Botti continued: “This was an absurd claim from the beginning. Clearly, the City followed a process and had been fully transparent in its discussions and voting on the Environmental Findings. For the Gedney Association to file their initial lawsuit and then, even after being admonished by the Supreme Court, to file a costly appeal, is simply a continuation of the legal harassment the Gedney leaders have resorted to in a misguided effort to obstruct and delay the School’s legal rights. FASNY is pleased with yesterday’s Appellate Court victory and remains confident in the merits of our application. We’re fully committed to our School and Park and to becoming a vital part of the White Plains community.”
Earlier attempts by the Gedney leadership to overturn actions taken by the City to allow the project to move forward have been soundly rejected by the Courts. Indeed, Judge Lefkowitz would not even allow the Gedney Association to intervene in FASNY’s suit against the Council’s actions in August 2015, finding that its participation would only “unduly delay” the matter.
With the latest ruling against the Gedney Association, Botti, a White Plains resident, said “Hopefully this will bring an end to the Gedney Association’s pointless and obstructive lawsuits and the Common Council will abide by the Stipulation and approve the reduced plan for the School as outlined in the Settlement Agreement.” The reduced plan includes the Middle and High Schools and limits development to only the 28-acre portion of the property where the former country club buildings and parking lots are located. Under the Settlement Agreement, FASNY further reduced the traffic by 42% and reduced the number of students from the original 1200 to 640 students. FASNY has also placed a Conservation Easement on 51 acres of the property, which was recorded with Westchester County in August 2016. The publicly accessible Park will feature over 2 miles of walking and biking trails and be fully open to the public and maintained by FASNY at no cost to the City’s taxpayers.
WPCNR MILESTONES. From McMahon-Lyon and Hartnett Funeral Home. February 16, 2017:
Carol Lynn Van Scoyoc, of White Plains, NY, passed away February 12, 2017. She was 56. Carol was born February 16, 1960 in Englewood, NJ to Elaine H. Pasqua and the late William E. Van Scoyoc.
For the past 22 years, from April 1995 to the present, Carol served as the Chief Deputy Corporation Counsel for the City of White Plains. She received the Above the Bar Award in 2011 for Outstanding Public Service Attorney. She served as past president of the Westchester Bar Association, and she served as an Executive Committee member of Municipal Law Section of the New York State Bar Association.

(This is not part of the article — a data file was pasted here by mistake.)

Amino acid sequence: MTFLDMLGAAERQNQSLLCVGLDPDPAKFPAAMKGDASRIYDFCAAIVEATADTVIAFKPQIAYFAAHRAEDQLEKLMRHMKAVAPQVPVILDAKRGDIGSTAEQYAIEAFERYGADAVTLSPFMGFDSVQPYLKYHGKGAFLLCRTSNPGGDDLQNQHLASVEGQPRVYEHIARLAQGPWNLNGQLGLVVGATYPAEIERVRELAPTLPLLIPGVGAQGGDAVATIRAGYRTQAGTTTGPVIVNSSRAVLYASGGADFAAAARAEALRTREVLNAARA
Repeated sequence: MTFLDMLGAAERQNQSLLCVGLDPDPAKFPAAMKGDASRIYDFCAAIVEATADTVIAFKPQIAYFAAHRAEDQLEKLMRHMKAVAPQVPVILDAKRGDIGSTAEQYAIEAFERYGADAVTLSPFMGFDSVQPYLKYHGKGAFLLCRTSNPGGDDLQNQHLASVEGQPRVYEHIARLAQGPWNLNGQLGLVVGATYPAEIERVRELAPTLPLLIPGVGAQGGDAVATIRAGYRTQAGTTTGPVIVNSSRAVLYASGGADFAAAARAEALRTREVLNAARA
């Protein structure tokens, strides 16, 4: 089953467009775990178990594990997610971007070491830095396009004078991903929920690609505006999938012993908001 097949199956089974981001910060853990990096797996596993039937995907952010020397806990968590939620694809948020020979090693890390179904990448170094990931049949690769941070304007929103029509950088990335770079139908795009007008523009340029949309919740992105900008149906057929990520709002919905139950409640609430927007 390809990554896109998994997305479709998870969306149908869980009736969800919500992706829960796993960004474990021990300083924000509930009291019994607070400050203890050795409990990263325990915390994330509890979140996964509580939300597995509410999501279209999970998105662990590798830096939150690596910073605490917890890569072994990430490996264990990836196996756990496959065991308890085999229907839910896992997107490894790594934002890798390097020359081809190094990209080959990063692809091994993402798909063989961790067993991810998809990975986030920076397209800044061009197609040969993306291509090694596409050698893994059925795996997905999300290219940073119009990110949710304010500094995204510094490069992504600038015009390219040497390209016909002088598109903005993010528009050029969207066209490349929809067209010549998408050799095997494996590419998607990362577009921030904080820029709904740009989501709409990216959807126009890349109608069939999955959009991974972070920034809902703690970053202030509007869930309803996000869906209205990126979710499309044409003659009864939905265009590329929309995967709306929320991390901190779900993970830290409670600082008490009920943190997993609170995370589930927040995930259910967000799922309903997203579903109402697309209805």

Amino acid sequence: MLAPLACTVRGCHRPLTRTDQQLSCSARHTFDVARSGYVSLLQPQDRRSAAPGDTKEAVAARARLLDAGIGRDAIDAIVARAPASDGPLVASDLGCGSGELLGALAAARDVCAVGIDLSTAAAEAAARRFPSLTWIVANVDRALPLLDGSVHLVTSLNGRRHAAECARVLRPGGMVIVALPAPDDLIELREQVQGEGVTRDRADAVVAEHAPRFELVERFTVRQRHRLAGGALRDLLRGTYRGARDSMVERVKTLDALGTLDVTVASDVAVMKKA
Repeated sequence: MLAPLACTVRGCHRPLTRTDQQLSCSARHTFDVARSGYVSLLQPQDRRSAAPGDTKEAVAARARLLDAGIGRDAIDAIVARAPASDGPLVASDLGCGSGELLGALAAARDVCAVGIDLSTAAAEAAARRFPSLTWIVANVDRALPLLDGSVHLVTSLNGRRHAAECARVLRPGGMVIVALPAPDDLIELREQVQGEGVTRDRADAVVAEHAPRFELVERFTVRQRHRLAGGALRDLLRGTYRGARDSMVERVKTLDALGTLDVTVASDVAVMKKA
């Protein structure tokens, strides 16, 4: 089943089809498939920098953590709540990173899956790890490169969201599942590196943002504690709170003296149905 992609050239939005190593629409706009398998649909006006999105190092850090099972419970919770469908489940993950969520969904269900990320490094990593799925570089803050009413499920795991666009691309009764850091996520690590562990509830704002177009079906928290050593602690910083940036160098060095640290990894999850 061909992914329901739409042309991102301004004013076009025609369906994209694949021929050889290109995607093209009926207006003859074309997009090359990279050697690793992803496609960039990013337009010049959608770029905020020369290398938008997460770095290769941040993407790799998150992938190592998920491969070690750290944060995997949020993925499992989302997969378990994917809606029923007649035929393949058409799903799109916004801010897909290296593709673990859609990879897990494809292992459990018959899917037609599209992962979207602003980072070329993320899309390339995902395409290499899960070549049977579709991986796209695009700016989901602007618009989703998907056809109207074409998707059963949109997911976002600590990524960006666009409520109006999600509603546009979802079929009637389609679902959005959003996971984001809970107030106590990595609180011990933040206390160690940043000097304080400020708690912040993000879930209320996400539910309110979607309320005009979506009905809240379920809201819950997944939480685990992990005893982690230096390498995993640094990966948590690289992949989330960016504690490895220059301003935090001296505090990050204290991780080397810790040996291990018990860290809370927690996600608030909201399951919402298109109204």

Devoted daughter, sister, sister-in-law, aunt, and friend, Carol had two passions in her life, love of family and the law. Her professional acumen and excellence were only surpassed by her dedication and kindness to all people.
Besides her mother, Elaine, Carol is survived by her brother, William F. Van Scoyoc, and her sister, Susan J. McDonald. She is also the loving aunt to Melissa McDonald, James McDonald, Morgan Van Scoyoc and John McDonald.
In lieu of flowers please send donation to either Pace Law School, Pace University – Gift Processing Center P.O. Box 419268 Boston, MA 02241-9268 www.Pace.edu/givetopacelaw or Westchester County BAR Foundation c/o WCBA 1 N. Broadway, White Plains, NY 10601
Visiting hours are Thursday 2-4 & 7-9pm and Friday 4-8pm. A Mass of Christian Burial will be Saturday 10 am at St. Eugene’s Church Yonkers, NY. Interment to follow at Gate of Heaven Cemetery.
WPCNR DOWNTOWN WHITE PLAINS TOWN. Special to WPCNR. February 15, 2017:
RHYS, a Stamford-based commercial real estate firm, announced Tuesday that Morton’s Steakhouse in White Plains is moving from its current location at 9 Maple Avenue to the City Center Development in downtown White Plains.
The new 8,000 square foot restaurant is taking over the space at 5 Mamaroneck Avenue, once home to the Legal Seafood Restaurant which closed at the end of 2013. The new Morton’s is expected to open in the summer.
City Center is a 600,000 square foot development in downtown White Plains consisting of retail, restaurant and entertainment space and is located at the corner of Mamaroneck Avenue and Main Street.
The landlord, Kite Realty, recently completed substantial renovations to the building that include façade work, new escalators, opening of commons areas to create better access, way signs and the addition of a valet line for restaurant users.